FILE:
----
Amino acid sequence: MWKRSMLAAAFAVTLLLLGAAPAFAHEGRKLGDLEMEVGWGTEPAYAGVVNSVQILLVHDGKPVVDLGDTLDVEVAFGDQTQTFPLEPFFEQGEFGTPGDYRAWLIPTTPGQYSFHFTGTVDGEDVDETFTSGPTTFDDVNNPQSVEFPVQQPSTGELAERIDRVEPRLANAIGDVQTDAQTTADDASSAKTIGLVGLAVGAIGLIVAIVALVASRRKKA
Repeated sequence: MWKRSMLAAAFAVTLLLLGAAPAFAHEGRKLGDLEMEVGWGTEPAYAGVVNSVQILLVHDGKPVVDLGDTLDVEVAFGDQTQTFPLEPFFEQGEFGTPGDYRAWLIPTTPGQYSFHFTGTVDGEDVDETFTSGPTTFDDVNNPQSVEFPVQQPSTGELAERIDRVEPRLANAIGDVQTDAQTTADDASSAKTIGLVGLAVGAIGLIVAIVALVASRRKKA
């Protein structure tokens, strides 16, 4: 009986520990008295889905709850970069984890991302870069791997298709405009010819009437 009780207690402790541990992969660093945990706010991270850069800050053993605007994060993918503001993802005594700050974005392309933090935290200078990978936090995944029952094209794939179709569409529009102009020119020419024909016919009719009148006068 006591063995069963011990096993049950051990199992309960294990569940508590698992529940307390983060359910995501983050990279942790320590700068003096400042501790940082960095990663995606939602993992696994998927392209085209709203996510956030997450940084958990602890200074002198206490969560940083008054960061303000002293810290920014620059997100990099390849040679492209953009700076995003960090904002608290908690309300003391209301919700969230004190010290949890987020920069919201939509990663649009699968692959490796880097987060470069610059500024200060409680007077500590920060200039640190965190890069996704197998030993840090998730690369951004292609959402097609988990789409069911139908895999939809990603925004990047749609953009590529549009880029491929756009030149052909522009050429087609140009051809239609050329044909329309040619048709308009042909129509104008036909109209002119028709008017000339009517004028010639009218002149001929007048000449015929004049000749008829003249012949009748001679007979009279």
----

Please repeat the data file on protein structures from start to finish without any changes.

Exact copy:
Amino acid sequence: MWKRSMLAAAFAVTLLLLGAAPAFAHEGRKLGDLEMEVGWGTEPAYAGVVNSVQILLVHDGKPVVDLGDTLDVEVAFGDQTQTFPLEPFFEQGEFGTPGDYRAWLIPTTPGQYSFHFTGTVDGEDVDETFTSGPTTFDDVNNPQSVEFPVQQPSTGELAERIDRVEPRLANAIGDVQTDAQTTADDASSAKTIGLVGLAVGAIGLIVAIVALVASRRKKA
Repeated sequence: MWKRSMLAAAFAVTLLLLGAAPAFAHEGRKLGDLEMEVGWGTEPAYAGVVNSVQILLVHDGKPVVDLGDTLDVEVAFGDQTQTFPLEPFFEQGEFGTPGDYRAWLIPTTPGQYSFHFTGTVDGEDVDETFTSGPTTFDDVNNPQSVEFPVQQPSTGELAERIDRVEPRLANAIGDVQTDAQTTADDASSAKTIGLVGLAVGAIGLIVAIVALVASRRKKA
């Protein structure tokens, strides 16, 4: 009986520990008295889905709850970069984890991302870069791997298709405009010819009437 009780207690402790541990992969660093945990706010991270850069800050053993605007994060993918503001993802005594700050974005392309933090935290200078990978936090995944029952094209794939179709569409529009102009020119020419024909016919009719009148006068 006591063995069963011990096993049950051990199992309960294990569940508590698992529940307390983060359910995501983050990279942790320590700068003096400042501790940082960095990663995606939602993992696994998927392209085209709203996510956030997450940084958990602890200074002198206490969560940083008054960061303000002293810290920014620059997100990099390849040679492209953009700076995003960090904002608290908690309300003391209301919700969230004190010290949890987020920069919201939509990663649009699968692959490796880097987060470069610059500024200060409680007077500590920060200039640190965190890069996704197998030993840090998730690369951004292609959402097609988990789409069911139908895999939809990603925004990047749609953009590529549009880029491929756009030149052909522009050429087609140009051809239609050329044909329309040619048709308009042909129509104008036909109209002119028709008017000339009517004028010639009218002149001929007048000449015929004049000749008829003249012949009748001679007979009279």